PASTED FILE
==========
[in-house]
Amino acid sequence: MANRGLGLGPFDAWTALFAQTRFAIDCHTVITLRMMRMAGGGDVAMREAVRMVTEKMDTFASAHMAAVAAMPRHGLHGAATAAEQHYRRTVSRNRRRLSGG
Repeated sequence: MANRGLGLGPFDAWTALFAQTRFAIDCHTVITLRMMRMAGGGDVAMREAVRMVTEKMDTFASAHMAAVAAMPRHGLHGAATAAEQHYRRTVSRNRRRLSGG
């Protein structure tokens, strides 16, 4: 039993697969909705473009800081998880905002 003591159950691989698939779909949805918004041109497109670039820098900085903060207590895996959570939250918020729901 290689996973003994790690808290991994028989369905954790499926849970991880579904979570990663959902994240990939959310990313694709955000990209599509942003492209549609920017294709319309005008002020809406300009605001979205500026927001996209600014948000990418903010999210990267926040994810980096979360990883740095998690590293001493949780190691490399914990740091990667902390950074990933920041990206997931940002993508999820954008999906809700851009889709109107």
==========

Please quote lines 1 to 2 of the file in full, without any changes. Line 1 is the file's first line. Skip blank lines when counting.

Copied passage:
[in-house]
Amino acid sequence: MANRGLGLGPFDAWTALFAQTRFAIDCHTVITLRMMRMAGGGDVAMREAVRMVTEKMDTFASAHMAAVAAMPRHGLHGAATAAEQHYRRTVSRNRRRLSGG